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Gavroche is also a French beer, produced by Brasserie de Saint-Sylvestre.
Gavroche is a fictional character from the novel Les Misérables by Victor Hugo.



Gavroche is the eldest son of M. and Mme Th√©nardier. He has two sisters, √Čponine and Azelma, and two unnamed younger brothers. He is also technically unnamed; the reader is told he chooses the name for himself, but is not provided with his real name. Mme. Th√©nardier only loves her daughters, and M. Th√©nardier shows no affection for any of his children. Gavroche is told by his parents to live in the street, because he would have a better life there.

The Thénardiers sell (or rent) their two youngest sons to a woman named Magnon. Due to a freak accident, the two boys are separated from Magnon without identification, and encounter Gavroche purely by chance. They are unaware of their identities, but Gavroche invites them to live with him and takes care of them. They reside in the hollow cavity of a giant elephant statue, conceived by Napoleon as a fountain, but abandoned unfinished. This was no imaginary construction; located at the Place de la Bastillemarker, it had been designed by Jean-Antoine Alavoine. The two boys soon leave him the next morning. They are last seen at the Luxembourg Gardensmarker retrieving and eating discarded bread from a fountain. It is unknown what has happened to the two after that.

At dawn, Gavroche helps his father, Patron-Minette and Brujon escape from prison due to the request of Montparnasse.

During the student uprising of June 5-6, 1832, Gavroche joins the revolutionaries at the barricade.

After an exchange of gunfire with the National Guards, Gavroche overhears Enjolras remark that they are running out of cartridges. He decides he can help. He goes through an opening in the barricade and collects the cartridges from the dead bodies of the National Guard. In the process of collecting the cartridges and singing a song, he is shot and killed.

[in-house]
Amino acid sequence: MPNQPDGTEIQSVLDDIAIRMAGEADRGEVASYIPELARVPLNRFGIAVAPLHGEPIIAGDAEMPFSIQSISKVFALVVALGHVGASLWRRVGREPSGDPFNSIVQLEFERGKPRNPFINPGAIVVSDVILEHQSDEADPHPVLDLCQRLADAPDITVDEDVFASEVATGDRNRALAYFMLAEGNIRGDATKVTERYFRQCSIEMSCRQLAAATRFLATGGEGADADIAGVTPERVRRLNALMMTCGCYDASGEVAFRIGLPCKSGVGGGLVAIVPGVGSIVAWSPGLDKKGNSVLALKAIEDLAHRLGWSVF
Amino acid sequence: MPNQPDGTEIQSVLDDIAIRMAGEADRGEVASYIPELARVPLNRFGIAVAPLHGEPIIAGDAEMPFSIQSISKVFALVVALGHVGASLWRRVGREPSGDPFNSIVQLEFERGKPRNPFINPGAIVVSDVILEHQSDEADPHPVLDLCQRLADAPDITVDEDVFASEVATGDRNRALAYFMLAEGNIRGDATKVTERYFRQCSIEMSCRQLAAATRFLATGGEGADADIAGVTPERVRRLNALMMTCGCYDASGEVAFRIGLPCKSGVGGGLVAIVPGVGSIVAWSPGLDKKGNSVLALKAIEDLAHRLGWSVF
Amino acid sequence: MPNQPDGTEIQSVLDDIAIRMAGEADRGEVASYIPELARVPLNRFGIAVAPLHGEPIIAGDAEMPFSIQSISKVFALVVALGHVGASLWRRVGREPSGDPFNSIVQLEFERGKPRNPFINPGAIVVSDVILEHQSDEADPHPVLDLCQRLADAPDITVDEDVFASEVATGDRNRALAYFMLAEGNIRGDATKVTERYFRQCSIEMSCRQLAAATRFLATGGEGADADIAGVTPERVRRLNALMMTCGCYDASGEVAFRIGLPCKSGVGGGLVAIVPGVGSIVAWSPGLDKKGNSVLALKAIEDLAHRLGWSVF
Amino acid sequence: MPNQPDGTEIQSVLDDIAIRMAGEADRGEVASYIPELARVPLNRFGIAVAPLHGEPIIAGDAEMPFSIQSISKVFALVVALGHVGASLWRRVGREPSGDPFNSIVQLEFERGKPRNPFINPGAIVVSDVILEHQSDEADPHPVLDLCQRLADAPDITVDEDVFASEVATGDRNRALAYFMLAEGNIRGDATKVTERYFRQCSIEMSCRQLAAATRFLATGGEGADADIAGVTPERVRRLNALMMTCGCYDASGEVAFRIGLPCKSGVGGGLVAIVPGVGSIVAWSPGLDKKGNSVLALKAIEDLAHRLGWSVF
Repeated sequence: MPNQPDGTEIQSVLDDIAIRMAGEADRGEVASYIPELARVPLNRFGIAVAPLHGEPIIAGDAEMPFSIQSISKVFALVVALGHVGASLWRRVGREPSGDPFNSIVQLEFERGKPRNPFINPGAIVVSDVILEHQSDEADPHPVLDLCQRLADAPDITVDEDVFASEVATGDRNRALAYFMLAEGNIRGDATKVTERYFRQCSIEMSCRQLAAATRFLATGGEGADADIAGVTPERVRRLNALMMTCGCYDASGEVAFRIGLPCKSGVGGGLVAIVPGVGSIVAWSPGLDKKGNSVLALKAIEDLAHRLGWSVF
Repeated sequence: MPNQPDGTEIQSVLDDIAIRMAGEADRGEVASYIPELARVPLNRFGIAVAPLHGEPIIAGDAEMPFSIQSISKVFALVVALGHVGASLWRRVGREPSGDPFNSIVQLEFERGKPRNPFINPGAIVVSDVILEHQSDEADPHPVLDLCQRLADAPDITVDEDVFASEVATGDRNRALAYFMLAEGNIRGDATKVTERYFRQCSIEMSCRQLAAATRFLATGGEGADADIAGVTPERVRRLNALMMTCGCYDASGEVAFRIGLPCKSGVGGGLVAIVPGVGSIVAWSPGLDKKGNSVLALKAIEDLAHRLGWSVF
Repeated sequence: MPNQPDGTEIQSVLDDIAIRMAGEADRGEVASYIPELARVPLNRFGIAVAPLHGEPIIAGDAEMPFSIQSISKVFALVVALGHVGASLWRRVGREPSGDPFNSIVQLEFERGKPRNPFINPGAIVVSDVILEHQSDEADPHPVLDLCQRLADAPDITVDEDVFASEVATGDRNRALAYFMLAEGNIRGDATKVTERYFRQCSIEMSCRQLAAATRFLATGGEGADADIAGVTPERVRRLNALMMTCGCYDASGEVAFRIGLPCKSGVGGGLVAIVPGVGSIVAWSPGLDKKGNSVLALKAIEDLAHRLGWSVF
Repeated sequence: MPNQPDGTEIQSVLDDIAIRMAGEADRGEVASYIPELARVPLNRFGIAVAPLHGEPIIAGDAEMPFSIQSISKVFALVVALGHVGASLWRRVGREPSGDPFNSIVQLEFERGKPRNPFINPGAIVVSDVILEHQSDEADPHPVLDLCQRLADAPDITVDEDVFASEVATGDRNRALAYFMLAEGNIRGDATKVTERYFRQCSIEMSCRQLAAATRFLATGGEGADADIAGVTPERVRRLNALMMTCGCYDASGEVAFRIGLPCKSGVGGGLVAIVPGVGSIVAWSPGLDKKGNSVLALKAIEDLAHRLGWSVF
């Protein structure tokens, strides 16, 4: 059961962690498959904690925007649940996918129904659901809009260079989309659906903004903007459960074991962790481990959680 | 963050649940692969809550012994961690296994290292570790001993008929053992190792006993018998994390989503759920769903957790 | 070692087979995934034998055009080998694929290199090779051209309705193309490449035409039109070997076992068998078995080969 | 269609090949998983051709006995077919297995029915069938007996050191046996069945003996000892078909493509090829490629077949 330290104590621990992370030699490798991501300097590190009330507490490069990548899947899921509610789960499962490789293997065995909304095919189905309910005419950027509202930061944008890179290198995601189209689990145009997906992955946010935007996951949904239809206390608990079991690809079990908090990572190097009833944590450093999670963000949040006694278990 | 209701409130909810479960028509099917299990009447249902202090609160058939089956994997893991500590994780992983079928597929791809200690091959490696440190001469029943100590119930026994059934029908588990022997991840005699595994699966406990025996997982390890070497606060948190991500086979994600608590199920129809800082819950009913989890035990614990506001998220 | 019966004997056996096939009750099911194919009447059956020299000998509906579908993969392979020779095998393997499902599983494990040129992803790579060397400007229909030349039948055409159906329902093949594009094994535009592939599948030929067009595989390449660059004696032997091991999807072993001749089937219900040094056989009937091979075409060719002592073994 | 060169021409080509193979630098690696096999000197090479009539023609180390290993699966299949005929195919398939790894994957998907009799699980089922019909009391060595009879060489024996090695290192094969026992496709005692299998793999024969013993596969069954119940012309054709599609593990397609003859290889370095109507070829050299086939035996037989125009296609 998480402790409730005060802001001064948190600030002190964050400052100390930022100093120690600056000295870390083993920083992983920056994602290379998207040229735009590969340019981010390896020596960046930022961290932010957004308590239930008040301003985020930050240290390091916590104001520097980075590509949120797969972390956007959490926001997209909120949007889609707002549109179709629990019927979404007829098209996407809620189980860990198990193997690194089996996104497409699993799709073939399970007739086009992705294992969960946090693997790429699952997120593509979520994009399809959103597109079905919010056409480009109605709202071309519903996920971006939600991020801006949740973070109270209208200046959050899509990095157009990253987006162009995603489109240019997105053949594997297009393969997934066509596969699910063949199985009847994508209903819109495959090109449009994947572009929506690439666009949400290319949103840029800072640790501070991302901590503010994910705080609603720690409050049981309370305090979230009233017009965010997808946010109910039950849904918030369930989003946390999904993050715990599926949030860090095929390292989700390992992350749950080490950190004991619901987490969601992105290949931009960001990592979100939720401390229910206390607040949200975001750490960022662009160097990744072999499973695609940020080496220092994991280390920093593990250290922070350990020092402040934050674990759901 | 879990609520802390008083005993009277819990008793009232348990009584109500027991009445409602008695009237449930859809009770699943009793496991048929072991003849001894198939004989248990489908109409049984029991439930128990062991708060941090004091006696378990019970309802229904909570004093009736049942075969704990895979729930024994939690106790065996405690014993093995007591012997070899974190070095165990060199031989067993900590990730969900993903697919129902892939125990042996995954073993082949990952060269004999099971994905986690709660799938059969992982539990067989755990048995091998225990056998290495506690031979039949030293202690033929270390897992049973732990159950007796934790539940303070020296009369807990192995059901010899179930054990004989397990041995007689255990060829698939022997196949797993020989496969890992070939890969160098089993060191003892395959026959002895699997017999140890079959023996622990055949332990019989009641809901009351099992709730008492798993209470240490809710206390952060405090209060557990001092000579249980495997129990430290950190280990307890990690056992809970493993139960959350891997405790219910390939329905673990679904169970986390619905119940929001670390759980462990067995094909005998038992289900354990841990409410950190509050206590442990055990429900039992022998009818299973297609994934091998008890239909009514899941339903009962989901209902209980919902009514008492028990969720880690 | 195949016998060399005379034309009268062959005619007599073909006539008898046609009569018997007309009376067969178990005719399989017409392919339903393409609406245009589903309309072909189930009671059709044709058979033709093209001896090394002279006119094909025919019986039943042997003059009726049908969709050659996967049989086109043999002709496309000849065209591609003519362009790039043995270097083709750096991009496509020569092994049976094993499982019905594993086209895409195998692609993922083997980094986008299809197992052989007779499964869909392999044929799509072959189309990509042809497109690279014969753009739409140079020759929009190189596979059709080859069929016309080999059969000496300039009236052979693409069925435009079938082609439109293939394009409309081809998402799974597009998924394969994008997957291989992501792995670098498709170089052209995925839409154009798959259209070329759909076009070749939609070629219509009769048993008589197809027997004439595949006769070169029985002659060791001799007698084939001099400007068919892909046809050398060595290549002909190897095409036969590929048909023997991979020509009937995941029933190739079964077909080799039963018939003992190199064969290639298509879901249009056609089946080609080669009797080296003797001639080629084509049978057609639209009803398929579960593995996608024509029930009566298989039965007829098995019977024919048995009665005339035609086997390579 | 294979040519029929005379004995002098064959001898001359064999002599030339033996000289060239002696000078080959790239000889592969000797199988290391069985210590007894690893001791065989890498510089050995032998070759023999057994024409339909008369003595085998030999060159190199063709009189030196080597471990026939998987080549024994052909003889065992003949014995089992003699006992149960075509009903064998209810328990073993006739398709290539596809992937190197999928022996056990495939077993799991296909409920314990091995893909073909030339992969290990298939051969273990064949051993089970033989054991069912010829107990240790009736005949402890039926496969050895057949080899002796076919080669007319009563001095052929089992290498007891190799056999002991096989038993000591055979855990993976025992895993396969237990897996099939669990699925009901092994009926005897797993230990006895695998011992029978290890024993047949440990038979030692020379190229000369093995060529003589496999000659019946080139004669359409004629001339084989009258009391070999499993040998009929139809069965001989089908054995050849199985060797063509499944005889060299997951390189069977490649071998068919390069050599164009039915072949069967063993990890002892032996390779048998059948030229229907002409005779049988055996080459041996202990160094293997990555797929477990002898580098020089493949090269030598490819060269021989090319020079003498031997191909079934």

Argot is the slang used by thieves, criminals, and others who live in the streets. Victor Hugo was one of the first to note the slang and write it down. The character of Gavroche is used to introduce the concept of argot to the reader. The word "argot" has actually come to be the current French and Spanish term for "slang".


Differences in the musical

There are a few notable plot differences in the Cameron Mackintosh stage musical.

  • The playbill for the musical indicates that Gavroche's parents are the Th√©nardiers, but this is not indicated in the context of the musical itself.
  • Gavroche's two younger brothers and his sister Azelma are cut completely.
  • Marius gives a farewell letter to √Čponine to deliver to Cosette. In the novel, it is Gavroche who delivers it.
  • The musical changes the song that Gavroche sings at the barricade. (The version on the French concept album, however, is the same as in the book.)


Gavroche sings in the following songs in the musical:



Notable actors who have played Gavroche onstage:

Screen Adaptations

Notable actors who have played Gavroche on film:

Cultural References

  • In French, the word "Gavroche" has come to mean "street urchin" and "mischievous child."
  • There is a homeless organization in Varnamarker, Bulgariamarker named the Gavroche Association.
  • There are several restaurants across the world which use the name, including onemarker in Londonmarker run by the Roux brothers, Michel and Albert, which was the first in Britainmarker to be awarded three Michelin stars.
  • There is a French-language magazine about Thailandmarker named Gavroche.
  • While it predates the novel by three decades, the boy brandishing the pistols in Eug√®ne Delacroix's Liberty Leading the People is often associated with Gavroche. Gavroche fires a pistol in the novel; it is possible that Hugo meant to allude to the painting.
  • Bulgarian poet Hristo Smirnenski has a poem called The Brothers of Gavroche.
  • A famous Polish punk/ska group Alians named one of its albums 'Gavroche'.
  • Nobby Nobbs takes the place of Gavroche in Terry Pratchett's Discworld novel Night Watch, which is loosely based on Les Mis√©rables.


  • Les Mis√©rables, Victor Hugo. (Marius, Book I; Saint Denis, Book VI; Jean Valjean, Book I)


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